Jesus is Lord

Breakfast with the Bible, Chelmsford Cathedral 30 October 2016, on 1 Peter 3:13-22.

Rather than expound the passage verse by verse, I want to look at three concepts which are present:

  1. Effective evangelism begins with others asking
  2. Baptism in the New Testament is faith in action
  3. Jesus is Lord of all

Effective Evangelism Begins With Others Asking

Our lives should cause others to wonder why our lives are different from others. Our lives should give non-Christians food for thought.  This is what Peter has in mind when he writes: “Always be ready to make your defence to anyone who demands from you an account of the hope that is in you; yet do it with gentleness and reverence….. (3.15-16)

Peter does not say:  “Be ready at all times to take the initiative and share your faith”.

Rather, in the words of the GNB, he says: “Be ready at all times to answer…., to explain“.

Peter presumes that if we are living truly Christian lives, then people will automatically want to ask why:

  • What is it that makes us tick?
  • What is it that makes us different?
  • What is it about the Christian faith which makes us live our lives in the way we do?

One of the best books on evangelism has the wonderful title of The Provocative Church.  There Graham Tomlin writes:

Unless there is something about church, or Christians, or Christian faith that intrigues, provokes or entices, then all the evangelism in the world will fall on deaf ears. If churches cannot convey a sense of ‘reality’ then all our ‘truth’ will count for nothing. Unless someone wants to hear, there’s no point in shouting louder. Churches need to become provocative, arresting places which make the searcher, the casual visitor, want to come back for more.

He goes on:

Is our church just another little club for likeminded people who happen to enjoy singing, religious emotion and sermons?  Or is there anything in the life or worship of our church that would make an outsider looking in want what we have?

But it is not only the church which is called to be provocative. We as individual Christians are called to be provocative – provocative not in the things we/say, but in the way which we live our lives. Our values expressed in the way we live, at home and at work, should provoke others to want to know more about what it is that makes us different.

Our life-style is crucial to our evangelism. Yes, of course, there comes a stage when we do need to speak. But Peter assumes it is in response to people asking us why we are different..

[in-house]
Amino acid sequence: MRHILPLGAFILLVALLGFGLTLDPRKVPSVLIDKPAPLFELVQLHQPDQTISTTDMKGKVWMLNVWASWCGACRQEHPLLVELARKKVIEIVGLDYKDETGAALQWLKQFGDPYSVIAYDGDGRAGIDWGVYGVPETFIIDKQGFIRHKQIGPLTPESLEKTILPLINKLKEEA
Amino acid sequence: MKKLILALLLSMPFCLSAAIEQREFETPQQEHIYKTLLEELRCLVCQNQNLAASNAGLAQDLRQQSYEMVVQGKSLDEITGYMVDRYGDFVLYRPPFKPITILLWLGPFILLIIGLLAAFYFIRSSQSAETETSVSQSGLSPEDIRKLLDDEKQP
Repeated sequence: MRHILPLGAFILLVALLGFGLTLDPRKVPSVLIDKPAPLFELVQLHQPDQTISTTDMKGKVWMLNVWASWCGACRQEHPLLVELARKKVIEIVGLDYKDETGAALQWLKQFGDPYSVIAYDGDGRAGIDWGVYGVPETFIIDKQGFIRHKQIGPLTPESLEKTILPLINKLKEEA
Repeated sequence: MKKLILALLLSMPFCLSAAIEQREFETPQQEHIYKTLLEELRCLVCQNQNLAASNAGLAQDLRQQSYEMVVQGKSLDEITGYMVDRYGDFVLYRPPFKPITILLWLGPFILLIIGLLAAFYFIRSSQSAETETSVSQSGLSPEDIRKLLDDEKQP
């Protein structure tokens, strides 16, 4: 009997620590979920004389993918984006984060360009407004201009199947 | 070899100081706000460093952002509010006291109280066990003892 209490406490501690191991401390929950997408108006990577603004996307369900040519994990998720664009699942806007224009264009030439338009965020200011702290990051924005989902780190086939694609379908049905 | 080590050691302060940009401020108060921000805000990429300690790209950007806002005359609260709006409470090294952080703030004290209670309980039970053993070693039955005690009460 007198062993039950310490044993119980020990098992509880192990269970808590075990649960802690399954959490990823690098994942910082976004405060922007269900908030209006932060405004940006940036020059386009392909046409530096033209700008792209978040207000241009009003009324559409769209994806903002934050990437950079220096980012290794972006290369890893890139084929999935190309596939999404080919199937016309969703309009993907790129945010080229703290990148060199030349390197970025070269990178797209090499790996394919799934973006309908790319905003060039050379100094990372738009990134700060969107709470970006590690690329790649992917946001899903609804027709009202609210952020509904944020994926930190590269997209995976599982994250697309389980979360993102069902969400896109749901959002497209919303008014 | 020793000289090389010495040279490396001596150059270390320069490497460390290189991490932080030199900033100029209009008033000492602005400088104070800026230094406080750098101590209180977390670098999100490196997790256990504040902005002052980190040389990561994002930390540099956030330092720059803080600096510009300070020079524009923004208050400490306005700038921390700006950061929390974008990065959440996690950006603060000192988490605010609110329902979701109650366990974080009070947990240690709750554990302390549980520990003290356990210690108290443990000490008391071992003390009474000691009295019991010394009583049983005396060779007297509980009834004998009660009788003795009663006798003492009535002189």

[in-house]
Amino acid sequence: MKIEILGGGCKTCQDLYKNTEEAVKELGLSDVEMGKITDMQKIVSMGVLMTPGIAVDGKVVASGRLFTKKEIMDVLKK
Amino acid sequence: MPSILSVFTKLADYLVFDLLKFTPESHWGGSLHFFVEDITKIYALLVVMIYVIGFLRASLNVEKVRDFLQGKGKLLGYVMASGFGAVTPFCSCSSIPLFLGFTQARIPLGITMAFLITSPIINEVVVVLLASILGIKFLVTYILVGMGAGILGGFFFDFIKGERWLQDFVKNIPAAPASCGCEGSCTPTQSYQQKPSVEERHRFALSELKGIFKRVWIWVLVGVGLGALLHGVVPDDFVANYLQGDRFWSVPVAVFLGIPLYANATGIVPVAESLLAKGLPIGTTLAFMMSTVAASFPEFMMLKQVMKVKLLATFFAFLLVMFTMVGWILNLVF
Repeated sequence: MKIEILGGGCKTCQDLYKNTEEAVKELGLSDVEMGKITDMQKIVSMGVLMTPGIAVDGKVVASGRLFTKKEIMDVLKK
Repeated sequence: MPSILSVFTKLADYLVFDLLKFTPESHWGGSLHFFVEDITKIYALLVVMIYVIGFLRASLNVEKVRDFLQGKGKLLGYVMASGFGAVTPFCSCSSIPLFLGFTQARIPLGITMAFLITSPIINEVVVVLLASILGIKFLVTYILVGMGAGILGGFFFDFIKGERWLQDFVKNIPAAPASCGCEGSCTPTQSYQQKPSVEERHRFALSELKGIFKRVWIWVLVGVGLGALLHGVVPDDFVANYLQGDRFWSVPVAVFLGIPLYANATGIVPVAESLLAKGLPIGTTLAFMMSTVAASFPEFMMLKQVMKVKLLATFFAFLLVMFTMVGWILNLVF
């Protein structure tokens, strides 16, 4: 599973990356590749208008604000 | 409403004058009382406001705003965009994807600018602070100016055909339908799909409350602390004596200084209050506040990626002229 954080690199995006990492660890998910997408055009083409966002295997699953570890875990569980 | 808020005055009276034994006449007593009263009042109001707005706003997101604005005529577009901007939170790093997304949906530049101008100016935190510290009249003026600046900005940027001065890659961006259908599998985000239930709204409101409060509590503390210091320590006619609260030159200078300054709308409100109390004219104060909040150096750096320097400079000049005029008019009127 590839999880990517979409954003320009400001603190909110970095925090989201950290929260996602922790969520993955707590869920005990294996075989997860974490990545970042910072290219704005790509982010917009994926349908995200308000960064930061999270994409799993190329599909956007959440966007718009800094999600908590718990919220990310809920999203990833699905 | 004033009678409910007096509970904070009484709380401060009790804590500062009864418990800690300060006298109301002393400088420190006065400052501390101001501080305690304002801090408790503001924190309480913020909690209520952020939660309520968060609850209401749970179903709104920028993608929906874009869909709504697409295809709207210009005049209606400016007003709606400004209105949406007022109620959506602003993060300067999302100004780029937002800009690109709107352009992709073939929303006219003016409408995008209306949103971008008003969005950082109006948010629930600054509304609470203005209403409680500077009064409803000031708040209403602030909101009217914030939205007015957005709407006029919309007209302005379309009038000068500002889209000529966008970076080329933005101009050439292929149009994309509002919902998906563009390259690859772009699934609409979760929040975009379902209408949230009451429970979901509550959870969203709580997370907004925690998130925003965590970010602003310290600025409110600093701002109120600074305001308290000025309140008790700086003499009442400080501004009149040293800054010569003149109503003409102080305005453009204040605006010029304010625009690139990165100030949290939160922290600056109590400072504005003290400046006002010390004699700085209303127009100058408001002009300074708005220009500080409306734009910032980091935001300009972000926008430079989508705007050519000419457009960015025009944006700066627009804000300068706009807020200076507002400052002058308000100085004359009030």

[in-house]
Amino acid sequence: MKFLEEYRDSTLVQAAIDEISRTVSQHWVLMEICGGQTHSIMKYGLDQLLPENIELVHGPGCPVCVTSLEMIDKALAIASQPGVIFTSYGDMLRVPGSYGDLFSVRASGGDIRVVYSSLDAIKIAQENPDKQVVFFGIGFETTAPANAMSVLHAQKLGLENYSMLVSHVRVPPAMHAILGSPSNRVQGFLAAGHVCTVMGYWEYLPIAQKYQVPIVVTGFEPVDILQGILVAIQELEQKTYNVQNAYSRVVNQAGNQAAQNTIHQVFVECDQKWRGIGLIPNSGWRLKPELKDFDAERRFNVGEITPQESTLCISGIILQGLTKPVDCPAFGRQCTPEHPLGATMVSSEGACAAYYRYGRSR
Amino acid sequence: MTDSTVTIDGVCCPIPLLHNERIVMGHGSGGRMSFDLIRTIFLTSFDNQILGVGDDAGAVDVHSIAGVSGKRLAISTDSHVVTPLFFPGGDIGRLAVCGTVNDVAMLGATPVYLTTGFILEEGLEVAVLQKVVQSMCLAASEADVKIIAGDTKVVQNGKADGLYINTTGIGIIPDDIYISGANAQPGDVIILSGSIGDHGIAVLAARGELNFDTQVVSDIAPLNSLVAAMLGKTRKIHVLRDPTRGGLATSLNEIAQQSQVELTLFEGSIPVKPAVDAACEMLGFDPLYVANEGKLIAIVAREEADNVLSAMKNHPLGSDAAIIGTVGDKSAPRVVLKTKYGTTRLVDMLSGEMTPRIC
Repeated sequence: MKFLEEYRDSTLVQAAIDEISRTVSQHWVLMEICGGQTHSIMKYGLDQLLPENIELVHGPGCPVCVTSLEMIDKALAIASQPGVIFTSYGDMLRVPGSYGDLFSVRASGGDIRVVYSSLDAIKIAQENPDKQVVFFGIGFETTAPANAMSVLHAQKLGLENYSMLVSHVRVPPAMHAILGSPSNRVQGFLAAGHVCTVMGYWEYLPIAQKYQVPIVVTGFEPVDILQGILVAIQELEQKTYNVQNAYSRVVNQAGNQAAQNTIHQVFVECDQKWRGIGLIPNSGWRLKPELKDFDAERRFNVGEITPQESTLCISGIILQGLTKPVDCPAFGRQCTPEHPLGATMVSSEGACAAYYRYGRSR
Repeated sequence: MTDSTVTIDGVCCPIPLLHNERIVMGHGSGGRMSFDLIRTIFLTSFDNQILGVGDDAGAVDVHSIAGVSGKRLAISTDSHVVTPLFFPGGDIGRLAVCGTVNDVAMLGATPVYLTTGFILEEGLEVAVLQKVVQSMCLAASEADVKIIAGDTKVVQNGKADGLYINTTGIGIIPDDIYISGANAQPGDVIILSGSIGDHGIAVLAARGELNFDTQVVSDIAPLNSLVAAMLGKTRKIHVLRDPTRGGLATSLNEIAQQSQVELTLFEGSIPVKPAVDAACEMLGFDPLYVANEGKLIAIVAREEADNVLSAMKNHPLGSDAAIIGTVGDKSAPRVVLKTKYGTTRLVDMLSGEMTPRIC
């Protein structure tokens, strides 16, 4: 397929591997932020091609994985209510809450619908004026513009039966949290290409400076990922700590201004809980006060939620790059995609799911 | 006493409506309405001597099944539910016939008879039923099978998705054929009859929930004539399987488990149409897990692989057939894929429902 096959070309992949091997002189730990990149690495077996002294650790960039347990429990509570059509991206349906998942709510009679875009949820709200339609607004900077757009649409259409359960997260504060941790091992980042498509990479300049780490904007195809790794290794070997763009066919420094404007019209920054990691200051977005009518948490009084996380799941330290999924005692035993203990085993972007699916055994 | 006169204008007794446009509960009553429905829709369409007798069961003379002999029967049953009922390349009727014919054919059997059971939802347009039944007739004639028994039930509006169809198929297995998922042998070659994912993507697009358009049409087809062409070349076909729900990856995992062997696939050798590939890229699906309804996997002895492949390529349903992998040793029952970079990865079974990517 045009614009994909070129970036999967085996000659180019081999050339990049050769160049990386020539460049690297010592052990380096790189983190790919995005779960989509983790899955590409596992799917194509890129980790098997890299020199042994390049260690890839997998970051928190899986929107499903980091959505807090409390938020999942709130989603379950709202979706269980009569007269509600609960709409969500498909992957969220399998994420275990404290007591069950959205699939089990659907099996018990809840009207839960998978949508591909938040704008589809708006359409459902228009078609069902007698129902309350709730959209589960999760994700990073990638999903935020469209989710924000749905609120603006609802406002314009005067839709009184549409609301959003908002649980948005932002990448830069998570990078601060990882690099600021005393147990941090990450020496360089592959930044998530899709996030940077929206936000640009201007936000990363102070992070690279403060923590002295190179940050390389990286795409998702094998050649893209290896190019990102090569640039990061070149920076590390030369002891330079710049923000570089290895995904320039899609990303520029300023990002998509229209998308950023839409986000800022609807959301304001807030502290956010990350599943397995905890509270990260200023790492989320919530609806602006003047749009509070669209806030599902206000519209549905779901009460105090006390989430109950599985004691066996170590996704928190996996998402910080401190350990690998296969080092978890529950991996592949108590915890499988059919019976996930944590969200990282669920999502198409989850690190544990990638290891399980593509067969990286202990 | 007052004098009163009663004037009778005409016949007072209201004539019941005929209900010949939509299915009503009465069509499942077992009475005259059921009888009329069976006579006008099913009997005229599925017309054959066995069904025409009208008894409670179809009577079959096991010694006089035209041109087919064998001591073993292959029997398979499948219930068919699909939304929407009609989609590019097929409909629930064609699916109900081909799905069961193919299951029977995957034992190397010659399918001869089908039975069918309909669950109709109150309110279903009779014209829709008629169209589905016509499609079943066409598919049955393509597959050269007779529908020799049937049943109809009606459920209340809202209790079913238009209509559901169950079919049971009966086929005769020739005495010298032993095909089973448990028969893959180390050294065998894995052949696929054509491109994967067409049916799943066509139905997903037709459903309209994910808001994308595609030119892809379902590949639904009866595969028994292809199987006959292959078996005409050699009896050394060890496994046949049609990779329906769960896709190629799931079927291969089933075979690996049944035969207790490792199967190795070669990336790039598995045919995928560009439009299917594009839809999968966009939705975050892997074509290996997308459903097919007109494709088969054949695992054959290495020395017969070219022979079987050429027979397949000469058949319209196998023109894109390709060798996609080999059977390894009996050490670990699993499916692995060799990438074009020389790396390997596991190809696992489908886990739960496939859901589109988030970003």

When asked, then, each one of us needs to be able to “explain” what Christianity is really all about. For as, Alister McGrath, an Oxford theologian has rightly said:

Most people have very confused understandings of what Christianity is about!  They don’t reject Christianity because they have given it careful consideration and decided that it is wrong.  In most cases, they encounter a caricature of Christianity and reject that instead.

There is a place for telling others about Jesus. But there is no place for imposing Jesus on others. Rather, we should attract people to Jesus by the kind of lives we lead.  We should provoke people to ask ‘why’.

Question:  What experience have you had of people asking you about your faith?   How easy have you found it to explain what you believe?

Baptism in the New Testament is Faith in Action

At this point I sense that some of you may want to close your ears. After all, for many years I have been a Baptist minister.  However, my concern this morning is not to talk about Baptist baptism, but Christian baptism – and in particular Peter’s understanding of baptism.

1 Pet 3.20-22: “In the days of Noah, during the building of the ark, in which a few, that is, eight people, were saved through water. And baptism, which this prefigured, now saves you – not as a removal of dirt from the body, but as an appeal to God for a good conscience, through the resurrection of Jesus Christ”:

Or as the GNB puts it: “ “The few people in the boat – eight in all – were saved by the water, which was a symbol pointing to baptism, which now saves you.  It is not the washing away of bodily dirt, but the promise made to God from a good conscience.  It saves you through the resurrection of Jesus Christ“.

Peter, like any good Jew, knew his OT well, and so it is not surprising that when he sets out his teaching on baptism he does so by referring to the story of the Flood and see this great watery event as a pointer to baptism.

God, so the story goes, was so appalled by the wickedness of men and women that he caused it to rain for forty days and forty nights – the upshot was that there was a great flood – and all living beings on the earth – human beings, animals and birds – were destroyed.

Whether or not it was a universal flood or rather a more localised phenomenon is neither here nor there: the thrust of the story is that those who ignored God – who went their own wicked way – were destroyed by the water.  The Flood was a story of God’s judgment in action.

For Peter the Flood was also a picture of salvation. For not all were lost in the Flood. There was an ark – and thanks to that Ark Noah and his family were saved.

Eight people were saved through water“.  Sadly, we’ve tended to tended to view the story of the Ark as a piece of music-hall comedy.  “The animals went in two by two, the elephant and the kangaroo“.  But the animals are irrelevant as far as the Bible is concerned.  The point is that eight people were saved from destruction.

They were saved through their faith in God, faith expressed in building a boat were saved.

And says, Peter, we too shall be saved – not by faith expressed in the building of an ark, but rather by faith expressed in the water of baptism.

My mind goes to Peter’s very first sermon the Day of Pentecost. In response to the question, “What should we do”, Peter declares: “Repent and be baptized every one of you in the name of Jesus Christ, so that your sins may be forgiven…” (Acts 2.38)..

Baptism…now saves you“.

Is Peter here teaching baptismal regeneration? How does baptism save?

Do note that the mere fact of being sprinkled/or doesn’t save.  Peter says: “The baptism which now saves you” is “not the washing away of bodily dirt” (GNB).

Baptism doesn’t make us clean like a bath after a game of rugger. There is nothing magic about the water – the mere fact of having been sprinkled in a font or immersed in a tank is no guarantee of salvation.

Baptism is an outward sign of an inward event.  Baptism points to the cleansing power of the blood of Jesus, the blood of Jesus which can cleanse us from the deepest of sin’s stains.

It is the promise made in baptism saves:  “Baptism now saves you… as an appeal to God for a good conscience” – or as the GNB put is “the promise made to God from a good conscience“.  NIV: “the pledge of a good conscience towards God